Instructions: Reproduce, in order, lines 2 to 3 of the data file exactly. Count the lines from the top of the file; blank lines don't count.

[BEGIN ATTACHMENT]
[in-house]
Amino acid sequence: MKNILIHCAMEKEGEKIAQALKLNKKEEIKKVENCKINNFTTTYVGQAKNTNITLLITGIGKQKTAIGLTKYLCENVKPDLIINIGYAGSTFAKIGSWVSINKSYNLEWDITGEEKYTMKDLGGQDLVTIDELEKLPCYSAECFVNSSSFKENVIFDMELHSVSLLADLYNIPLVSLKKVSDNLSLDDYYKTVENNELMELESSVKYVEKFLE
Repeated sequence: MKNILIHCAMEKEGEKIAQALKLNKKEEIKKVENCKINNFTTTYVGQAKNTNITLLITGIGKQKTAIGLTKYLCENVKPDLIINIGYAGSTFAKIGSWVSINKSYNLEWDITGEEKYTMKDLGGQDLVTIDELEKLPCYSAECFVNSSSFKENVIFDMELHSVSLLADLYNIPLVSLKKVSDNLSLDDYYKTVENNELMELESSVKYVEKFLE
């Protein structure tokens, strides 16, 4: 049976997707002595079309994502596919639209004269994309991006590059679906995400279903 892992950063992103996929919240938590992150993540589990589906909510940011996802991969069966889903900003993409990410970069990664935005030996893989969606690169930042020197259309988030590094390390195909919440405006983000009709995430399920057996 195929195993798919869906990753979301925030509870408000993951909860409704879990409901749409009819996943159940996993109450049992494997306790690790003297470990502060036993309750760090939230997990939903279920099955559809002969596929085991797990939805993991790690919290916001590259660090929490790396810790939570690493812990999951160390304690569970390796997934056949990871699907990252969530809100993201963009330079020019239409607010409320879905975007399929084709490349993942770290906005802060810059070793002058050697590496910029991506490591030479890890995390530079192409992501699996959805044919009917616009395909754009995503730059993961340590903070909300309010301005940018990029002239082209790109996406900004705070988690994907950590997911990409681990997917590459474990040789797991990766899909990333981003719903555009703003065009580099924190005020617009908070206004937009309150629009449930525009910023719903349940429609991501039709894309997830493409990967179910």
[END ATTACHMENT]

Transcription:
Amino acid sequence: MKNILIHCAMEKEGEKIAQALKLNKKEEIKKVENCKINNFTTTYVGQAKNTNITLLITGIGKQKTAIGLTKYLCENVKPDLIINIGYAGSTFAKIGSWVSINKSYNLEWDITGEEKYTMKDLGGQDLVTIDELEKLPCYSAECFVNSSSFKENVIFDMELHSVSLLADLYNIPLVSLKKVSDNLSLDDYYKTVENNELMELESSVKYVEKFLE
Repeated sequence: MKNILIHCAMEKEGEKIAQALKLNKKEEIKKVENCKINNFTTTYVGQAKNTNITLLITGIGKQKTAIGLTKYLCENVKPDLIINIGYAGSTFAKIGSWVSINKSYNLEWDITGEEKYTMKDLGGQDLVTIDELEKLPCYSAECFVNSSSFKENVIFDMELHSVSLLADLYNIPLVSLKKVSDNLSLDDYYKTVENNELMELESSVKYVEKFLE